When a CBI chief’s cell phone numbers are added to a list drawn up for possible Pegasus hacking hours after he is forced to quit, the laboured defence of the Centre saying it has no role in the alleged snoopgate begins to crumble. For, who else could have initiated the surveillance in double quick time and benefited from it after Alok Verma lost the job? Pegasus is not just a spyware, it is a best-of-its-class dual-use cyber weapon system that is bound by export control rules. Israel, the country where it was developed, decides which government it can be sold to.
Pegasus couldn’t have pried upon hundreds of Indians without entering the country. And it couldn’t have entered India without a deal with the Centre. Pegasus is designed to help neutralise national security threats, but if it is in the wrong hands, it could end up getting exploited for narrow personal gains. Is that what happened in India, as the list of its potential targets includes mediapersons, activists, a Supreme Court staffer who levelled sexual harassment charges against the then head of the judiciary, politicos, a free spirited election commissioner and officials close to an opposition government that was toppled? While restricted rules-based use of surveillance tools is legitimate, Pegasus captures the full digital imprint of not just the target but also their contacts.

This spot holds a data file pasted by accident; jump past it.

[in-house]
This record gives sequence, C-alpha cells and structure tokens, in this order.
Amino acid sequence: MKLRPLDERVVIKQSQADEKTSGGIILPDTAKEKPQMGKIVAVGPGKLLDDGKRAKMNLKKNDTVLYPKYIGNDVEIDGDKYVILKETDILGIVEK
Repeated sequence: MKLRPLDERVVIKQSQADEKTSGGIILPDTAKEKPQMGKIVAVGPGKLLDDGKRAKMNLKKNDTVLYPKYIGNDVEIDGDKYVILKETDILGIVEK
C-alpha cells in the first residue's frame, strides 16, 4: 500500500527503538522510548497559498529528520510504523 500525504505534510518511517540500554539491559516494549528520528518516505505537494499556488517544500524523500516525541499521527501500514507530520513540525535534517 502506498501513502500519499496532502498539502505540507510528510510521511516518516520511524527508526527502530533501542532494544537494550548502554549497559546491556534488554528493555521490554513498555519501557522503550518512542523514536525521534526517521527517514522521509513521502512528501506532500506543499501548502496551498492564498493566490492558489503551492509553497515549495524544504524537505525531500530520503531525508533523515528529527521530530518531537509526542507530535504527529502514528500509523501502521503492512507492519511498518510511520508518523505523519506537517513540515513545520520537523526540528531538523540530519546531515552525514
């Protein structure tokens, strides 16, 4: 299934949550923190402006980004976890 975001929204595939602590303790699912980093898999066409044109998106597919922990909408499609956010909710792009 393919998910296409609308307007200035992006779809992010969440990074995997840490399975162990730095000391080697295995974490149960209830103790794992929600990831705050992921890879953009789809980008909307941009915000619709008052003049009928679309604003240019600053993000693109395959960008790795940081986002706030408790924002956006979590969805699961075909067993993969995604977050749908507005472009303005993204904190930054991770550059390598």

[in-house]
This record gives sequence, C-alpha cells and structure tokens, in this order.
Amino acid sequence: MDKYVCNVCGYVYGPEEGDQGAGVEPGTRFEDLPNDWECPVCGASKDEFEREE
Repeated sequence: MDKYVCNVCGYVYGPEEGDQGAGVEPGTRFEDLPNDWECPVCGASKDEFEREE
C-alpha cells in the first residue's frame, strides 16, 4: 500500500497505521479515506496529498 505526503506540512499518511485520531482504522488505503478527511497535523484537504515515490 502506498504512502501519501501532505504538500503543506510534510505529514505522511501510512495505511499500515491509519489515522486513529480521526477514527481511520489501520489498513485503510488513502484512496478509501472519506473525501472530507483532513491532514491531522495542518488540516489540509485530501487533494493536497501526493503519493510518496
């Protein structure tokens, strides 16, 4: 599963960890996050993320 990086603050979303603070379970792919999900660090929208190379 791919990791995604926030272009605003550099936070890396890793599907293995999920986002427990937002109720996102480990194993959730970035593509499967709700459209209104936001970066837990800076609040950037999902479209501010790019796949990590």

This intrusion is against the right to privacy, a fundamental right guaranteed under the Constitution.
Amid all the drama came the tax raids on Dainik Bhaskar, the second biggest print media group in India. Its timing suggested Bhaskar’s claim that it was being punished for its sharp reportage on the colossal mishandling of the second wave of Covid had at least a grain of truth. Free press is the cornerstone of a vibrant democracy. Attempts to silence the medium that holds a mirror to power must be resisted.
No wonder, both the raid and the snooping are being read as attempts to coerce the adversary. Since there is ample evidence of Pegasus proliferation, the natural corollary if India hasn’t acquired the spyware is that rogue elements are controlling it, which is more alarming. Will the government please answer one basic question first—did it buy Pegasus